Blogging in the Classroom

The beginning of our hike!


  • Today my presentation is about blogging, because we already had to create our own blogs for this class I won’t start from the very beginning but I’ll show you a few ways to personalize and edit your blogs.

Brief History:

  • The first blog was created by a student, Justin Hall, in January of 1994.
  • The first free blog host sites were created 1999
  • In 2002 blogs really take off—the first incident of a person, Heather Armstrong, being fired for blog content, the first ads designed specifically for blogs, etc.
  • 2004 “blog” is officially the word of the year according to Merriam-Webster
  • At the beginning blogs were only available to those internet savvy enough to create them and were used mostly as a tool to share links and delve deeper into the internet.  When blog hosting sites were introduced and they became easier to create and thus more popular, the nature of them changed.  They became journals and a method to introduce whatever thoughts one liked to an immense audience.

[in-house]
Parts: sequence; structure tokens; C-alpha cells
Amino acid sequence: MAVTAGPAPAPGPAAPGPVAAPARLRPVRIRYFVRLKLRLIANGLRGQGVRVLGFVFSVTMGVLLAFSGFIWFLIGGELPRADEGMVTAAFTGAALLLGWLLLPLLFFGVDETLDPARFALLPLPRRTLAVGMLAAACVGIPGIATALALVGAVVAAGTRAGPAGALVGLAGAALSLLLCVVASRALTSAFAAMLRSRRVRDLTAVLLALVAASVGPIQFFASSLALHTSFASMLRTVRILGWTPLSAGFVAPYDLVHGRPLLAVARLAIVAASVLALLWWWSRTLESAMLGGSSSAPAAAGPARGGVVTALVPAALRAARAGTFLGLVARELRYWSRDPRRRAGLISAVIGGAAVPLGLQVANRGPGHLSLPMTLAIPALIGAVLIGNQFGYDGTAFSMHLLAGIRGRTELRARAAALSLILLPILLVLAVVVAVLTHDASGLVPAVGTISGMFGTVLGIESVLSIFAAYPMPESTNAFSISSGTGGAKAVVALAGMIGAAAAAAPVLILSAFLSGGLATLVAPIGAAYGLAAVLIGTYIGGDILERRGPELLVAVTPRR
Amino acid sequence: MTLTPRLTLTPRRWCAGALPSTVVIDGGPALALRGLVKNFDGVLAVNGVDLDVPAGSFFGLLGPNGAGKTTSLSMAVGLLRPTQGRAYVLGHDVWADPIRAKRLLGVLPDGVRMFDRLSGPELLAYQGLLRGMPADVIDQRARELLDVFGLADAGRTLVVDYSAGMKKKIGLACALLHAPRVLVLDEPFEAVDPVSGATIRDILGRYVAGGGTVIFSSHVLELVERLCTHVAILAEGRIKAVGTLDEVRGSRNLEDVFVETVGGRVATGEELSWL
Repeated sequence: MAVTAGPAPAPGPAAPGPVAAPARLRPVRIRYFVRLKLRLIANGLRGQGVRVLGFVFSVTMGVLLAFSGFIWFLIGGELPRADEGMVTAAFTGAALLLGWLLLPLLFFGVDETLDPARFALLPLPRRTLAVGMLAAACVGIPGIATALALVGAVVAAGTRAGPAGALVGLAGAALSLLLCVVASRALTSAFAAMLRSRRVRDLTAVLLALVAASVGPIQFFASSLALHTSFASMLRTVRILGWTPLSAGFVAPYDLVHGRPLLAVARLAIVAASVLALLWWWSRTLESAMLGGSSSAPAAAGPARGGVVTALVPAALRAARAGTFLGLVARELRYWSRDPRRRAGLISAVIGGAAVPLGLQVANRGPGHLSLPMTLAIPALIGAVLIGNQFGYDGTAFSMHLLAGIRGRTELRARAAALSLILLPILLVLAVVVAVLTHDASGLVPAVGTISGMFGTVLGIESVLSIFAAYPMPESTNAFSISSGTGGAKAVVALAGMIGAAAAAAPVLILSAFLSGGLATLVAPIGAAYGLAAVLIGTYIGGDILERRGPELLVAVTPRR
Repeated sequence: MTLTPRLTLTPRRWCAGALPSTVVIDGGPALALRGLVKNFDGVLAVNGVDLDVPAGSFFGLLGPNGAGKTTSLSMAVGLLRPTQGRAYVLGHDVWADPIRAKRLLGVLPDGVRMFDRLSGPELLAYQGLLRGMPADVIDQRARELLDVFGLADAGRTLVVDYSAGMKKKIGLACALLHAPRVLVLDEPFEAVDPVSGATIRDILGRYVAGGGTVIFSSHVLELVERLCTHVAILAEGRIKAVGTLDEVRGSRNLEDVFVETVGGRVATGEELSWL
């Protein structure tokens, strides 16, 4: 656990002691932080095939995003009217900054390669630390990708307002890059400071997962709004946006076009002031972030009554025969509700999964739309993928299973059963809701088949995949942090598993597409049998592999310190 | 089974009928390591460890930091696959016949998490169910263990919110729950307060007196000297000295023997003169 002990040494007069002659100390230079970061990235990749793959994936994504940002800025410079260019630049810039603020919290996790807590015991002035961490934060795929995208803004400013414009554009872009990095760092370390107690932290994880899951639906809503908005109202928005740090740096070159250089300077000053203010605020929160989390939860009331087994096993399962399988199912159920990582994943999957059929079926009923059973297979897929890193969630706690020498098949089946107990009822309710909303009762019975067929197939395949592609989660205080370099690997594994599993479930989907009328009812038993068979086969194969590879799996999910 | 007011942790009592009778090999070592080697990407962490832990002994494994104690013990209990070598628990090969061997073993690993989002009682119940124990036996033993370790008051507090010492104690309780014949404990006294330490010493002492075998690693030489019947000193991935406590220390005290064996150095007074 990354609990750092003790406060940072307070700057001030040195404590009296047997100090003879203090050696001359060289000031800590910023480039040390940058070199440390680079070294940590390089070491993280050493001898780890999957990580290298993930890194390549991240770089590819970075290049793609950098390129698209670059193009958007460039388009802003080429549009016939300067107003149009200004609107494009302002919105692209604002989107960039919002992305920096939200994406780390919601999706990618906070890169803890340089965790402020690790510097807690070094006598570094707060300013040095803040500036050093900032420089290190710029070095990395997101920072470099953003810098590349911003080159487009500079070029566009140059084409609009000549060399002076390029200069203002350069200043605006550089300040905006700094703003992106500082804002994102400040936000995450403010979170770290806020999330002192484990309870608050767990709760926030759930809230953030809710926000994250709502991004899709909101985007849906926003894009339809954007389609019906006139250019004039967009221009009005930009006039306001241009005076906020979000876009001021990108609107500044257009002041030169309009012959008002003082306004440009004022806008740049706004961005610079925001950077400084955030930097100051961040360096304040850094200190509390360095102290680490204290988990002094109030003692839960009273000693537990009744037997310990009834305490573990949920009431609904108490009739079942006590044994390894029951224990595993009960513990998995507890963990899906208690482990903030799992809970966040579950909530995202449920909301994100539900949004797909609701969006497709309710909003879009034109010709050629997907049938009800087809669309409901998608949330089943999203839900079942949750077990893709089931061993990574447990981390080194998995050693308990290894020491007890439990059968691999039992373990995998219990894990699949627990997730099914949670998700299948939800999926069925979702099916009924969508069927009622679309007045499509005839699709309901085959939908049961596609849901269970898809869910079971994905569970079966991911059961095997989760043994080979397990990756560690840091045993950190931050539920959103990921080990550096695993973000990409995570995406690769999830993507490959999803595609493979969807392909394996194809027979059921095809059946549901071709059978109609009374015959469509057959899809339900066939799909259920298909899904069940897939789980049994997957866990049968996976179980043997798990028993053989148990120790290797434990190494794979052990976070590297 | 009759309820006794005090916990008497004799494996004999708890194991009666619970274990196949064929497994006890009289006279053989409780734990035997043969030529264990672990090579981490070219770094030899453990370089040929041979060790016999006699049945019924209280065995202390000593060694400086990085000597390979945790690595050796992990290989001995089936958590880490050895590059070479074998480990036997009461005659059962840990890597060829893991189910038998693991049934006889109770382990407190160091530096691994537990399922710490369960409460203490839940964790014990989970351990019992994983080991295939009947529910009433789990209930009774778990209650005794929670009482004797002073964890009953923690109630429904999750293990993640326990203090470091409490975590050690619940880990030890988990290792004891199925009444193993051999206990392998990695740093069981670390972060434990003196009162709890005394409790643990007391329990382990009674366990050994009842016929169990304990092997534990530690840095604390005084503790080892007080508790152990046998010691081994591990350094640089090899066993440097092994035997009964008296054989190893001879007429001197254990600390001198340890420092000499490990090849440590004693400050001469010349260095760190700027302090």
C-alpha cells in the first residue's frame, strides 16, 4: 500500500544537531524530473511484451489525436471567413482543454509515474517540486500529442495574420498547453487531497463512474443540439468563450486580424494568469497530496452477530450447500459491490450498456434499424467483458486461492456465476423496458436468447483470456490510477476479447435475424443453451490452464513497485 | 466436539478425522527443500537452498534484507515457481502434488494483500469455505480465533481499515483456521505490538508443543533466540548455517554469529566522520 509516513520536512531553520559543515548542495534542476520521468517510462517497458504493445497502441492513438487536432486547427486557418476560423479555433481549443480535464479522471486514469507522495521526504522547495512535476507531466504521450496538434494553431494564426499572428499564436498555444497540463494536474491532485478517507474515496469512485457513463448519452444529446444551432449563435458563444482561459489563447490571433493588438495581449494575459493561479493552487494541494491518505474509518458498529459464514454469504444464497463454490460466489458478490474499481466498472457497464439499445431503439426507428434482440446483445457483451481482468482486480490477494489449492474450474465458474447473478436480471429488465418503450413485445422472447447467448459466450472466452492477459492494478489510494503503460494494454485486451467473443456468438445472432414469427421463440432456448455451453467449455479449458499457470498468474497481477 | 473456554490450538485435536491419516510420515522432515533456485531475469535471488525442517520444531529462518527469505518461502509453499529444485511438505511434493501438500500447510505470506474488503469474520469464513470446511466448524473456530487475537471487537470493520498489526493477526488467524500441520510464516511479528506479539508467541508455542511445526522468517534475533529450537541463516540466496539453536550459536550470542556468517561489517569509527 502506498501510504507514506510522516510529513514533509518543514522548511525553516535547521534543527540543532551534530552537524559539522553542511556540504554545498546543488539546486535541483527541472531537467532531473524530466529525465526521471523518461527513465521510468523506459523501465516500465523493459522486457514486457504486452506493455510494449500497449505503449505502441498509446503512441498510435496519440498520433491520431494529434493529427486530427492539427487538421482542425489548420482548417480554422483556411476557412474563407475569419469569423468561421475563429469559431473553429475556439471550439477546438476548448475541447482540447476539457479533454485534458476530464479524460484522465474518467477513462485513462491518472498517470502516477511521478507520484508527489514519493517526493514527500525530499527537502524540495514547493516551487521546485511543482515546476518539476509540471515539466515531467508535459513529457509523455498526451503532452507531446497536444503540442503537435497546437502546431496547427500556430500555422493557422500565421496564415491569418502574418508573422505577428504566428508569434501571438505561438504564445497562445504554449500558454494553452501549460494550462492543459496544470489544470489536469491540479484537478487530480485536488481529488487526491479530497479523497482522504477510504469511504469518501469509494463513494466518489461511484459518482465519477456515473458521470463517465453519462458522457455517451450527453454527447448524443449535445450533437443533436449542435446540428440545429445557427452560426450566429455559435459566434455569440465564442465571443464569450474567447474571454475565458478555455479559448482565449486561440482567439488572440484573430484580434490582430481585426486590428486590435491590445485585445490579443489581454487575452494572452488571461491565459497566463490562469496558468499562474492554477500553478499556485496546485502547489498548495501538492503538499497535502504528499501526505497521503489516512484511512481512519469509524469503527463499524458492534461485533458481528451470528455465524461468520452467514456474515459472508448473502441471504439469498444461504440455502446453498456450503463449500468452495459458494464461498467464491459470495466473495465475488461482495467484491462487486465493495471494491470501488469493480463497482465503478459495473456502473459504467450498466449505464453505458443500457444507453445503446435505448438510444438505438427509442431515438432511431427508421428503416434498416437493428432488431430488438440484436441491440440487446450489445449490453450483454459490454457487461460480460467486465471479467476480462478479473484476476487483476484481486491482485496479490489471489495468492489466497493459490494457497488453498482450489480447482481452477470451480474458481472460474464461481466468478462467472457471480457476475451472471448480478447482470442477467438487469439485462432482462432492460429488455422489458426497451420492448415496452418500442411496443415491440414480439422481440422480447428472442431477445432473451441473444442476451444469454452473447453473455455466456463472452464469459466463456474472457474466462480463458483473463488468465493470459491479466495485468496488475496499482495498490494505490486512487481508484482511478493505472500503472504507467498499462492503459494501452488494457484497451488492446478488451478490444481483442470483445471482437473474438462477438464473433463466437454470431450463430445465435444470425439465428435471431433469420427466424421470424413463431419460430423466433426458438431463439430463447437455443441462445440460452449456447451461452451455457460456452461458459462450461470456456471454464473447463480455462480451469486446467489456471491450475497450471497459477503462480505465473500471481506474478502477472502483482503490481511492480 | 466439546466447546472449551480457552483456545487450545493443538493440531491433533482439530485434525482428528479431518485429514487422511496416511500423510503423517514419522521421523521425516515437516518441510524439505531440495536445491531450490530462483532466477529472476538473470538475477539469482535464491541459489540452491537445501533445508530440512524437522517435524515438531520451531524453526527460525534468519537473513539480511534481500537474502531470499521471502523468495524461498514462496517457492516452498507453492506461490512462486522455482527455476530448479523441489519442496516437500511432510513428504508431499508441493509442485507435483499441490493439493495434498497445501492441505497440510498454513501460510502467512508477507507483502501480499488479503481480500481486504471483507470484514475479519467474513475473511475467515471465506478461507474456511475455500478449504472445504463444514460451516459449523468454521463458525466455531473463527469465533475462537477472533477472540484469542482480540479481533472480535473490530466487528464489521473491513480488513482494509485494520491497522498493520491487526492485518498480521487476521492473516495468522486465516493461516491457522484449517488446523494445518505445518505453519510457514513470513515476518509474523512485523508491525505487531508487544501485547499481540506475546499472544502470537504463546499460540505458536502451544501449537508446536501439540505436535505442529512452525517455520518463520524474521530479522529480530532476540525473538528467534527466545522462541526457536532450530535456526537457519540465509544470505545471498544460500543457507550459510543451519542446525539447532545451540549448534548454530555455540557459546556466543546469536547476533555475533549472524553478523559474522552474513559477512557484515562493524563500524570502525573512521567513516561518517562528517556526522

Technical Tips:

  • After creating your blog, one of the first things you should do is personalize it to visually “restate” your theme, or purpose for that blog.
  • For example, a classroom blog featuring a lot of pictures might look nice with a dark background so that your pictures really stand out.  Or if you want a reader to focus solely on your posts, then you might want a simple 1 row theme that doesn’t have a distracting background or a lot of widgets.
  • It’s also a good idea to look for a theme that fits your needs technologically.  If you would like to have several “widgets” on your blog in order to feature a calendar, previous posts, images, etc then you would need a theme that can host several widgets.
  • Now I’ll show you how to change the theme, under appearance in your dashboard.
  • Once you’ve found a theme that you like, you can change it around even more.
  • You can change the background, either uploading a picture from your computer or you can just change the color.
  • You can also upload a picture to serve as your header, you can even upload a few and set it to randomly change them.
  • On a side note, if you are using multiple computers to post, then you can upload a bunch of pictures to your media library (also in your dashboard) and use them from wherever.